By Tony Salvatore, MA
Mental health consumers and providers, and often family members and others, often use the term “crisis” to encompass a wide range of personal, interpersonal, and environmental situations with current or anticipated negative consequences. This “one size fits all” concept of a crisis is overly simplistic, obscures or minimizes the complexity of the situation, and impedes effective intervention and resolution.
Mental illness-related crises vary in scale and in terms of how they affect the individual. They also seem to follow trajectories and may move to higher levels of risk. All may be triggered by life events (or an individual’s anticipation of an adverse life event) that produces emotional discomfort or even the recurrence of psychiatric symptoms.
Four types of crisis situations can be distinguished:
This is a non-crisis episode characterized by some disturbance of the psychosocial equilibrium. It is not necessarily a mental health issue at all but may give rise to one. Such episodes may become the initial phase of a subsequent crisis when the precipitant has become a stressful life event. This stage is characterized by rising stress. Relief is sought through customary problem-solving methods.
The pre-crisis stage is the optimal time to divert an individual from a crisis. Peer support, family, case management, and in-home supports can be effective in forestalling the onset of crisis situations. Most individuals resolve pre-crisis situations on their own, but some lack resources or resilience. Stress may increase and raise the risk of a mental health crisis or psychiatric emergency, and jeopardize recovery.
This is a brief, temporary non-illness response to severe stress typically related to a life event that is perceived as problematic by the individual. It may overwhelm coping skills and supports, but not involve relapse or recurrence. It does not require clinical intervention, but may lead to a mental health crisis if not resolved.
The crisis stage presents an opportunity to mobilize the support system to manage a a stressful life event before it affects wellness and recovery. Most individuals deal effectively with crises by using their recovery-based strengths and supports. Conceptually, in a recovery-oriented crisis response system, provider-based resources would be used sparingly at this stage. Self-help and/or peer-based responses would be sufficient to assure that basic crises do not become mental health crises.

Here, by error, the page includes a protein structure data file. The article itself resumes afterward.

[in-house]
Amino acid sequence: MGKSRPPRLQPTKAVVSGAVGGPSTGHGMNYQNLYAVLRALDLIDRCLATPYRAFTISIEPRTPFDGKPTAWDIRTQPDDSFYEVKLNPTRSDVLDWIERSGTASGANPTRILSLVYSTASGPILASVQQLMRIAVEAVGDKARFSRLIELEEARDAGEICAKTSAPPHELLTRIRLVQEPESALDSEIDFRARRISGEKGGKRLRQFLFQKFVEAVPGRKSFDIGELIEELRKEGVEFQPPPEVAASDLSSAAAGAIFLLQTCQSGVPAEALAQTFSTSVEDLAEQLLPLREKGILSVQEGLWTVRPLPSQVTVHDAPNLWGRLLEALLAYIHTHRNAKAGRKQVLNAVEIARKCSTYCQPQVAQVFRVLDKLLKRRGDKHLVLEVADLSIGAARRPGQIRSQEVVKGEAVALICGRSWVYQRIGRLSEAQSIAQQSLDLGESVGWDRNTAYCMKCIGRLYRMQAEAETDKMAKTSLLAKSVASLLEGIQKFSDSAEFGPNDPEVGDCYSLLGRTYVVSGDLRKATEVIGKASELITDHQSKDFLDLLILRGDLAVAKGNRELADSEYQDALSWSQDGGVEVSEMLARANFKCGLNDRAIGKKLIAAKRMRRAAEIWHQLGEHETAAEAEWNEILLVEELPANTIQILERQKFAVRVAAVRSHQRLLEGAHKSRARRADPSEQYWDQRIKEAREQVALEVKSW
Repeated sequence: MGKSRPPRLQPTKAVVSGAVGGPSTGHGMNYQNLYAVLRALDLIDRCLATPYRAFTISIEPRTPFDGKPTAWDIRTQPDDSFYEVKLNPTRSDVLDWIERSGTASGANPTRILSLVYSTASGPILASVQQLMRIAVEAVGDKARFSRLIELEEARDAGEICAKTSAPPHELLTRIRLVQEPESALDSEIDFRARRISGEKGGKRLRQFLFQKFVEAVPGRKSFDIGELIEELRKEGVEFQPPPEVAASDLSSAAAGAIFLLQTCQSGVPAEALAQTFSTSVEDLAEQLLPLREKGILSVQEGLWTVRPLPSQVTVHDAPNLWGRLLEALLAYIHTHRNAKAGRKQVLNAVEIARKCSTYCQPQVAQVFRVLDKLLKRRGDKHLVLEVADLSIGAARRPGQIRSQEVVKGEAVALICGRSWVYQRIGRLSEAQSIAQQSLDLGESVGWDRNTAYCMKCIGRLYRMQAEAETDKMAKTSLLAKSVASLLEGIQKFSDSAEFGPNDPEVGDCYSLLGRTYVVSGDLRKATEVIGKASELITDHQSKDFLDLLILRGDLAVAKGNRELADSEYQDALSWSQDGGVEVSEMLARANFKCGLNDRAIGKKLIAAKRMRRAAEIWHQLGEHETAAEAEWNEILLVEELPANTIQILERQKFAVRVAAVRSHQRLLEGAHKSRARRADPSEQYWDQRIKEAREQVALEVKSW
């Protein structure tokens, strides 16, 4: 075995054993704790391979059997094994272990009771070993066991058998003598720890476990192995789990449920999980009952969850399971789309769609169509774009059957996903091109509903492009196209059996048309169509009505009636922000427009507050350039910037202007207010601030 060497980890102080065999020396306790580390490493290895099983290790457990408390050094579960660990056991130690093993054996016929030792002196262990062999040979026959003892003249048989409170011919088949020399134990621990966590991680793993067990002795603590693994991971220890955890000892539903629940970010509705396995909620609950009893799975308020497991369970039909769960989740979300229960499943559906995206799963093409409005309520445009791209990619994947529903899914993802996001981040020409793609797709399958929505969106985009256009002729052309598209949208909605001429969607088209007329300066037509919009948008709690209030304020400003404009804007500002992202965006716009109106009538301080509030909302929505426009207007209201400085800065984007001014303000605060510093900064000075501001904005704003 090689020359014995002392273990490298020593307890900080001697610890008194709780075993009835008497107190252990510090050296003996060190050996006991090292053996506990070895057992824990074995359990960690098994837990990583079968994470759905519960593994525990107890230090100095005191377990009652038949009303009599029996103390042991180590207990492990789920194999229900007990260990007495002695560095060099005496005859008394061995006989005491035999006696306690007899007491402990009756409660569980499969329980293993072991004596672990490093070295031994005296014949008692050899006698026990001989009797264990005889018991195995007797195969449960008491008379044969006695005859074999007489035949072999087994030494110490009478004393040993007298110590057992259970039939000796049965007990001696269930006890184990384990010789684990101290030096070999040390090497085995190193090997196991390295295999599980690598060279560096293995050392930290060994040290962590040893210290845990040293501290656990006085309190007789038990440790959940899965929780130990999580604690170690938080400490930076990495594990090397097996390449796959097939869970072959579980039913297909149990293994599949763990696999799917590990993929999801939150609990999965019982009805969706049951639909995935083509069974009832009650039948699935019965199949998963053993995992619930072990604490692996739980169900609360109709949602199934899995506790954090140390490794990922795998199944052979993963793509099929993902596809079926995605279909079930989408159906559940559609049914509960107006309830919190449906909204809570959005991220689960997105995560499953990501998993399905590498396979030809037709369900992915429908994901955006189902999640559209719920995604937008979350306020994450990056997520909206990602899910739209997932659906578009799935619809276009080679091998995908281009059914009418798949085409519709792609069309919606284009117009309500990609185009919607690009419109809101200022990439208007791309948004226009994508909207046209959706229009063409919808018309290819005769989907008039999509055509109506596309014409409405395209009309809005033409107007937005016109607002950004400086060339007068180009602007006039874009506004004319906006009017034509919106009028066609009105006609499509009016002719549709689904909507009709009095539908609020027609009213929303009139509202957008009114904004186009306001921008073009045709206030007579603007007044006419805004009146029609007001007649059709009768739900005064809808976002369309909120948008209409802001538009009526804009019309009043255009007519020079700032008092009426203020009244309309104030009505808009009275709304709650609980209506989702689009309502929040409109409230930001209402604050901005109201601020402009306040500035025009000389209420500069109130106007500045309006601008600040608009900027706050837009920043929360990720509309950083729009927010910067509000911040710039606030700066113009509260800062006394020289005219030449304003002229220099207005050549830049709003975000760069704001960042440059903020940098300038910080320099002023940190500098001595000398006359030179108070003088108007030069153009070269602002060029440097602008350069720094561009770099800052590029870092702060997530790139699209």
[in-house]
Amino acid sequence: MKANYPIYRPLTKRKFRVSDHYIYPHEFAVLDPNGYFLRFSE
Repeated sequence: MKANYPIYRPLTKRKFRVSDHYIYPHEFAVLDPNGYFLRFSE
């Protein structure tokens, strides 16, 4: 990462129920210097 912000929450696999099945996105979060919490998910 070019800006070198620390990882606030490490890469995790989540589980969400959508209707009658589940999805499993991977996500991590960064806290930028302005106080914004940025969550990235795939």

3. Mental Health Crisis
This is a temporary illness-related response to severe stress that ensues if coping efforts are overcome. It affect mental health and wellness. It may require clinical intervention if it involves recurrence, but it is not imminently life threatening. Common triggers are trauma, substance misuse, conflict, income or housing issues, and criminal justice contact. An unchecked mental health crisis may lead to a psychiatric emergency.
A mental health crisis calls for a response to prevent the situation from rising to the level of a psychiatric emergency. A mental health crisis threatens one’s sense of control because symptoms may be exacerbated and recurrence may follow. These situations generally require provider involvement. Serious mental health emergencies may require psychiatric hospitalization for stabilization and safety.
4. Psychiatric Emergency
This is a potentially life-threatening situation involving an acute disturbance of thought, mood, and/or behavior. It may be situational or illness-based. It has the potential to rapidly lead to self-harm or harm to others. An immediate clinical intervention is indicated. Common psychiatric emergencies are exacerbations of psychosis, a suicide attempt or voicing serious intent and a specific plan, uncontrollable anxiety or panic, or homicidality. Psychiatric emergencies engender trauma that persists beyond the episode and heightens the risk of future episodes.
A psychiatric emergency requires an emergency response by the crisis response system, often on an involuntary basis, and often other community resources such as the police and hospital emergency departments. It may overtake an individual despite their best efforts and those of the support system. As noted above, some psychiatric emergencies are rooted in less serious situations so every effort must be made to leverage their prevention at the earliest stage possible.
These episodes may emerge in sequence or independently. An individual may experience a more serious crisis-related event without immediately experiencing a less serious preceding situation. Of course, in real life crisis situations obviously do not lend themselves to tidy classification, and do not necessarily emerge in a linear manner. Nonetheless, seeing crisis situations in terms of a continuum facilitates assessment of individual situations and aids planning of services to meet the range of mental illness-related crisis needs that may arise in the community.